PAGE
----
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Re: Coelurosaur Analysis Update for Dilong

David Marjanovic wrote-

> It's indeed objective, and the weighting is a good idea. But it's probably
> not a good idea to have the same number of states for every quantitative
> character! For some characters this could result in huge cases of
> polymorphism due to individual variation -- like, every species that has
> state 2 also has state 3, and perhaps vice versa.

What's the problem with this?  Polymorphies are easily codable.  As long as
they're weighted equally, polymorphies of such quality should make little

> > - Adding that new enantiornithine from CJES
> Wwwww...which one is that?

This one http://dml.cmnh.org/2004Sep/msg00219.html .

> >    `--+--+--"Alashansaurus"
> >       |  |--Fukuiraptor
> >       |  `--+--Megaraptor
> >       |     `--"Tanycolagreus"
> Hey cool. :-)

Yeah, though my Megaraptor OTU only includes Novas' and Lamanna's specimens,
not Calvo's.

> >       |--Iliosuchus
> >       |--Stokesosaurus
> So dissimilar from *Aviatyrannis*?

Stokesosaurus has a more anteriorly oriented pubic peduncle, a better
developed supracetabular crest and more poorly developed antitrochanter.
Iliosuchus seems polymorphic for the second character, and resembles
Stokesosaurus in the first.

> >       |--+--Coelurus
> >       |  `--Therizinosaurus
> Ouch. Must be an artifact of the half-done coding...


> > `--+--+--Erliansaurus
> >    |  `--+--Nothronychus
> >    |     `--+--Alxasaurus
> >    |        `--+--+--Beipiaosaurus
> >    |           |  `--Neimongosaurus
> >    |           `--+--Segnosaurus
> >    |              `--+--Erlikosaurus
> >    |                 `--Nanshiungosaurus
> Interesting that *B.* is so high up.

This is supported by-
more derived than Erliansaurus
- manual ungual I smaller compared to II.
more derived than Alxasaurus
- groove demarcating medial tuber of humerus.
- pubic peduncle more anteriorly oriented.
- short postacetabular process.
- cuppedicus fossa absent from ilium.
- post-trochanteric process (on postacetabular process tip) absent.
Xu et al. placed Beipiaosaurus basally based on- large skull size; shallow
humeral flexor groove; slender metacarpal III; round ischial shaft section;
high tibiofemoral ratio; metatarsal I does not reach tarsus.  I quantify my
metacarpal III slenderness character, and cannot determine its width from
the figures, so could not code Beipiaosaurus.  My skull size character needs
decoupling from neck length.  The others haven't been included yet.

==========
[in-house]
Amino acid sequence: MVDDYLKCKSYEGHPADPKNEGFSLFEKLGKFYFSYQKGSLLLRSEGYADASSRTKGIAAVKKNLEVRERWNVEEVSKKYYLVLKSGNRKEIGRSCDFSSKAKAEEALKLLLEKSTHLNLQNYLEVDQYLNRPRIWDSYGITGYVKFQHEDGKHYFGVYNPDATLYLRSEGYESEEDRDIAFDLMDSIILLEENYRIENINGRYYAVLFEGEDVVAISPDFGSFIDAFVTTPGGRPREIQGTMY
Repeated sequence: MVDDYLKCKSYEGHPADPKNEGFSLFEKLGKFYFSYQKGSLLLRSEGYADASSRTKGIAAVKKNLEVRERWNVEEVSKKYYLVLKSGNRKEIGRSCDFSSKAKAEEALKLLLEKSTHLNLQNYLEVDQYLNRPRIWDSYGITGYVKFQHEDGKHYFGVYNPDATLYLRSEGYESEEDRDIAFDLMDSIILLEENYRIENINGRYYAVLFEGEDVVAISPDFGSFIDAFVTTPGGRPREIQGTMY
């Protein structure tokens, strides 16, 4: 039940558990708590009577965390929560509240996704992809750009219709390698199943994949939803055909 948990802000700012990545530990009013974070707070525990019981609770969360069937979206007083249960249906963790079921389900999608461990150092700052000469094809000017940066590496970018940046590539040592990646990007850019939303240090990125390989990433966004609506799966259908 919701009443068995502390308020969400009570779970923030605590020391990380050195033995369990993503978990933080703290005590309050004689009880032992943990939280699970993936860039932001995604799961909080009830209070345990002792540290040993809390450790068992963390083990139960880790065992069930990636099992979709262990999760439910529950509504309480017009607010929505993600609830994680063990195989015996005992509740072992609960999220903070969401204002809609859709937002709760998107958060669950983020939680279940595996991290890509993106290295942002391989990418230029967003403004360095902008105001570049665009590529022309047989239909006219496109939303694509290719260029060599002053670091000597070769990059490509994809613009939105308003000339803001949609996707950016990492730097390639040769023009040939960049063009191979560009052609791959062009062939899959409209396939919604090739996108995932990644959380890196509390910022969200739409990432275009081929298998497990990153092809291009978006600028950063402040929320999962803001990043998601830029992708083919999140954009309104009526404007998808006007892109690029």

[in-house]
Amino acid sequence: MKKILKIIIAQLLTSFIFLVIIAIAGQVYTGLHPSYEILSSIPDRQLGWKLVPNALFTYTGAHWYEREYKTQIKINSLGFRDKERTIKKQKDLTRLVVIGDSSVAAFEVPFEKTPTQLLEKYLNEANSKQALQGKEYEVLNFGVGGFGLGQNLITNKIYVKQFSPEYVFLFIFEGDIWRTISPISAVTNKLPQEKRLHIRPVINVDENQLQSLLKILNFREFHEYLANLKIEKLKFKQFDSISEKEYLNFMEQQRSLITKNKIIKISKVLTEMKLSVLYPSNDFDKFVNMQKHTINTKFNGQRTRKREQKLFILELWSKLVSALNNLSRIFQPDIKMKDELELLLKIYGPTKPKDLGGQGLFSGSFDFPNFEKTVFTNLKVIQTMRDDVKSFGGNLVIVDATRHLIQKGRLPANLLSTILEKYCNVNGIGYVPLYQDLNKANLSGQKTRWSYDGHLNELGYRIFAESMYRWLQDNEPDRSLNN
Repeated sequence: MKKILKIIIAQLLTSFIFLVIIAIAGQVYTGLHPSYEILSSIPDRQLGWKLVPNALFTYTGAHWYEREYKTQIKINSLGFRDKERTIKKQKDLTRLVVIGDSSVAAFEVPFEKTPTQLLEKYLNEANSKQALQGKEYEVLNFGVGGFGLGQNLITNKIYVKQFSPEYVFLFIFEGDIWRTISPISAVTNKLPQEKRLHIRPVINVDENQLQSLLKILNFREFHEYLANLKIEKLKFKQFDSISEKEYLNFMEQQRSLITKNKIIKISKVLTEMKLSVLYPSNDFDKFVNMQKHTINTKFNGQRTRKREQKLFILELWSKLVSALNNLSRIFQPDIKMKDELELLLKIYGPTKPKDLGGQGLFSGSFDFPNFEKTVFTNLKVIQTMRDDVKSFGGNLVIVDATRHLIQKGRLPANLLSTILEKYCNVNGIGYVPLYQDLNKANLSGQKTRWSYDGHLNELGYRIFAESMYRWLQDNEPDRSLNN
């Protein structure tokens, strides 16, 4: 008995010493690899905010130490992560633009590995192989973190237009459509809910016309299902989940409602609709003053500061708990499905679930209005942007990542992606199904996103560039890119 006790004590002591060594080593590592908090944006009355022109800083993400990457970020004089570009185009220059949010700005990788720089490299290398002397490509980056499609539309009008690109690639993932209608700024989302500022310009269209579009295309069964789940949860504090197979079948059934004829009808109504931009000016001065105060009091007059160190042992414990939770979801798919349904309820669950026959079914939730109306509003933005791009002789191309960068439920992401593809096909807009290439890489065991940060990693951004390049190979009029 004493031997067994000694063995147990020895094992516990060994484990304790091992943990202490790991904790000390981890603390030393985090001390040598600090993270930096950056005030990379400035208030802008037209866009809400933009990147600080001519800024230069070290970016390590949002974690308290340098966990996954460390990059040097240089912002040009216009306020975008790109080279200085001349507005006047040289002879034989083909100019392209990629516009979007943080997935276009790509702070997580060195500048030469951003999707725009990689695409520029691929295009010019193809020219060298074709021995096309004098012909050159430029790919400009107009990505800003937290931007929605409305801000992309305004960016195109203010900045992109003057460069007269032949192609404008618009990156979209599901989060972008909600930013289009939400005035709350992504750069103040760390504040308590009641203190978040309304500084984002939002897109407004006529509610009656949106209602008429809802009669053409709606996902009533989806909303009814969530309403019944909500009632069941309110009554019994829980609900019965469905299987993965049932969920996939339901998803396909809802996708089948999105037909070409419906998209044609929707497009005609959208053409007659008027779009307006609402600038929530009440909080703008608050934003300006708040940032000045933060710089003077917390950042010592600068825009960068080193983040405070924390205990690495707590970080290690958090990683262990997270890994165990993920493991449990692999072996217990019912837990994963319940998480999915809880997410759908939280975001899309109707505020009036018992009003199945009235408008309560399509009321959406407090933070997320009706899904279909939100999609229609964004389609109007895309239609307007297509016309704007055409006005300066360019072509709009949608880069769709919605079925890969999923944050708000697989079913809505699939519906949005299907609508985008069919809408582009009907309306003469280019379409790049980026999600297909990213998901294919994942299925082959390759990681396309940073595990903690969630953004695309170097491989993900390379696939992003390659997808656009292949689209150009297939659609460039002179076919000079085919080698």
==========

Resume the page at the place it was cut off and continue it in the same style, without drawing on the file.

>         How did you code *Graciliraptor*? The day I got the latest JVP,
> *G.* paper was finally available, and it has turned out to be rather
> disappointing. There's no illustration of the entire fossil, and the paper
> is rather short.

What's illustrated is basically the entire fossil (I have a photo of the
latter).  True, it's mostly limbs, but I got 36 characters coded from it.

> Man! Why haven't I got that idea much, much earlier -- that *Yandangornis*
> and *Avimimus* could be closely related! What do they share in your
> A big toothless pmx? Extra-long legs?

The toothless premaxilla is it.  The Omnivoropteryx node below is formed
from a character shared by Omn and Avi, and another shared by Omn and Yand
(both unknown in the remaining member of the clade).  I really need those
pelvic characters coded to shove Avimimus away from birds.

>         Interesting that *Jixiangornis* is so far away from the...
> phenetically... almost identical *Shenzhouraptor*.

They differ in 9 codings in my matrix.

>         Good to see how far apart *Omnivoropteryx* and *Sapeornis* can end
> up. I've now coded both, and they differ in 4 characters, but I haven't
> the analysis yet (waiting for time to read Julia Clarke's thesis).

Differ in 8 characters in mine.

> >                         |        `--+--Aberratiodontus
> How did you code this vile creature? The photos are horrible. The bones
> to have no surfaces. I tried to code it but gave up.

It certainly limits the amount of codable characters.  But you don't need
surfaces for all characters.

> >                               `--+--+--Parvicursor
> >                                  |  `--+--Patagopteryx
> >                                  |     `--Songlingornis
> Speechless.

Again, the pelvis and hindlimb should remove it from Avialae.

> >                                  `--+--+--Yanornis
> >                                     |  `--Ornithurae
> >                                     `--+--Ambiortus
> >                                        `--+--Apsaravis
> >                                           `--Yixianornis
> How did *Yanornis* end up closer to Ornithurae than the other 3?

The fact it lacks a posterodorsal dentary process (unlike Apsaravis).  I
expect this area to be better after I split Ornithurae.

Mickey Mortimer
Undergraduate, Earth and Space Sciences
University of Washington
The Theropod Database - http://students.washington.edu/eoraptor/Home.html